Whether slathered on a sub sandwich as a condiment, stirred into a cocktail sauce for seafood, or spooned as a dressing over meat or fish, horseradish is the go-to herb for pungent flavor. We eat about 6 million pounds of prepared horseradish annually in the U.S.
A member of the same family as mustard and radish, horseradish is an herbaceous perennial that grows to about two feet in height. Though its young leaves are edible, it’s cultivated for its thick, white, fleshy roots, which look much like parsnips and are harvested after the first frost. The plant prefers cool to moderate climates, full sun and moist (but not wet) soil. Because the crop deteriorates over time, horseradish must be replanted every few years.
When the root is first harvested, it seems rather benign. In fact, before the root is grated or cut, it’s not aromatic. Once the skin is broken, though, the volatile oils are released along with the biting heat. (Cutting the root can make you teary-eyed, much like cutting strong onions.) The freshly harvested root is trimmed and scraped clean, and then the inner core (which is hard to grate and not as flavorful as the rest of the root) is usually discarded.
Thanks to its perfect weather (cold winters and long summers) and potash-rich soil, the Collinsville area of Illinois grows 60 percent of the world’s supply of horseradish. (The root was first sold as a prepared horseradish in this area in the 1860s.) Wisconsin, New Jersey, California, Virginia, and many countries in Europe also cultivate horseradish today.
Cooking with Horseradish
To make a sauce using fresh horseradish root, combine about one part vinegar with two parts grated horseradish root. Fresh horseradish root develops its flavor and aroma only after being exposed to air - as it’s grated or cut. (Be careful handling fresh horseradish; it can be very irritating to the eyes and nose.) Vinegar slows the developing bite of the root; the quicker it’s added, the less potent the sauce. Salt and sweeten (if desired) to taste. Sauces made with horseradish are traditional with roast beef and sausages, but they also partner well with eggs, cheese, chicken, hot ham, seafood, and vegetables.
To make a sauce using horseradish root powder, simply combine the powder with water to desired consistency. (Two parts water to one part horseradish powder is a good place to start.) Allow some time for the flavor to fully develop. You can also sprinkle the powder directly into recipes that contain liquid, such as dressings, dips, and soups.
Here are some easy ways to incorporate horseradish into your dishes. (Add just a pinch for pizzazz or more for a punch.) Keep in mind that when horseradish is cooked, as in casseroles, it becomes milder tasting than when used raw. (It also becomes nuttier tasting when cooked.)
- Add to catsup with a spritz of lemon, for a cocktail sauce (traditional with shrimp, but also great with clams and oysters).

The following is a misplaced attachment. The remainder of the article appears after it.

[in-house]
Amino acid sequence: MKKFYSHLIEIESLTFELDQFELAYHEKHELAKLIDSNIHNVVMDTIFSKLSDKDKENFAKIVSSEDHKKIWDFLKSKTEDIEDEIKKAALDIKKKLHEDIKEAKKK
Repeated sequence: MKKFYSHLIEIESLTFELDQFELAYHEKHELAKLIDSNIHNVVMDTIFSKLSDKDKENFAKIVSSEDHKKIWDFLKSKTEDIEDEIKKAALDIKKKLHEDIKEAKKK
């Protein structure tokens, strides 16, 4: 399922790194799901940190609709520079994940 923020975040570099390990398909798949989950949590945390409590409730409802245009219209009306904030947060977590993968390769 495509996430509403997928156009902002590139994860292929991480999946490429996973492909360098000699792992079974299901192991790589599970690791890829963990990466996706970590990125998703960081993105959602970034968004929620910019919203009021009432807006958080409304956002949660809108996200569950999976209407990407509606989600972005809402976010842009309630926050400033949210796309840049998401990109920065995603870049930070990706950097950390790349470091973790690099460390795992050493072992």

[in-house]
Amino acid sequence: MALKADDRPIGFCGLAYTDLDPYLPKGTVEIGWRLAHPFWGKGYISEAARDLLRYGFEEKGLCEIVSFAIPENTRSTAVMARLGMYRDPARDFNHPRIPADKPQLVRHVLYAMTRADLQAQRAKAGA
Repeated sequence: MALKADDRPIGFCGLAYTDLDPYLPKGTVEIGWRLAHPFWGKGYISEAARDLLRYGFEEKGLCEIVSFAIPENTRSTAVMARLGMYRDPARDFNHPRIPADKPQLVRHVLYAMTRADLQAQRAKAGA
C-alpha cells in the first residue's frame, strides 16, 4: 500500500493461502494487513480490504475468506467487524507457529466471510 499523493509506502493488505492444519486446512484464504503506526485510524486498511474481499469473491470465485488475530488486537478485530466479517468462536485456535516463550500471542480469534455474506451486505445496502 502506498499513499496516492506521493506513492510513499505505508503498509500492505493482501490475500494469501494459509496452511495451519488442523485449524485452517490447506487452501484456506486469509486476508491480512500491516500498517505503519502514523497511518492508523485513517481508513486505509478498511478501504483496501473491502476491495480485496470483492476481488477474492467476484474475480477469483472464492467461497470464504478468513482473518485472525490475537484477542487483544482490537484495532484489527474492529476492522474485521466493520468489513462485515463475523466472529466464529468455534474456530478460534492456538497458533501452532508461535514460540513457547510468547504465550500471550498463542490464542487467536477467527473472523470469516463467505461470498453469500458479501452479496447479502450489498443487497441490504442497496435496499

- Add to mashed potatoes or potato pancakes.
- Use to perk up tartar sauce.
- Stir into mayo dressing to use for making chicken salad, coleslaw, or egg salad.
- Add to deviled eggs recipe.
- Combine with aioli or other condiments for spreading on sandwiches.
- Add to apple pie (horseradish has an affinity for apples) and serve with sharp cheddar cheese.
- Add to applesauce and serve with pork or fish. Spread on bruschetta.
- Use for a dipping sauce for crudites. To make dip, combine with mayo, sour cream, yogurt, and/or cream cheese and other seasonings, such as garlic, parsley, salt, pepper, chives, paprika, and a little vinegar or lemon juice.
Ask the Experts
Why is the root called horseradish?
Well, the “radish” part comes from the Latin for “root,” radix. The horse part is a bit more complicated — and up for debate. One theory is that the German name for the root is meerretich, or sea radish (it grows by the sea). When the English pronounced meer, though, they called it “mare,” or “mareradish” (mare being the horse connection). Another theory is that the name is a reference to an original method of processing the root, which involved having horses stamp the root tender before grating. By the way, one of horseradish’s folk names is “stingnose.” You can probably guess where this name comes from!
Are there non-culinary uses for horseradish?
Fresh horseradish root has a long history as an ingredient in herbal preparations in Western Countries. Its strong, warming and penetrating properties are especially beneficial in
poultices, plasters, liniments and rubs, although fresh horseradish must be handled very carefully, since it can be very irritating to the eyes and nose.
Are horseradish and wasabi the same thing?
No, although wasabi is sometimes called “Japanese horseradish.” Horseradish is a white root, Armoracia rusticana. Wasabi is a green root, Wasabia japonica, and it’s not quite as biting as horseradish. While both are members of the Brassicaceae (or Cruciferae) family, wasabi is harder to grow and more slow growing than horseradish. In fact, horseradish can be invasive as a garden plant, as its roots quickly spread underground. Wasabi is used extensively in Japanese cooking.
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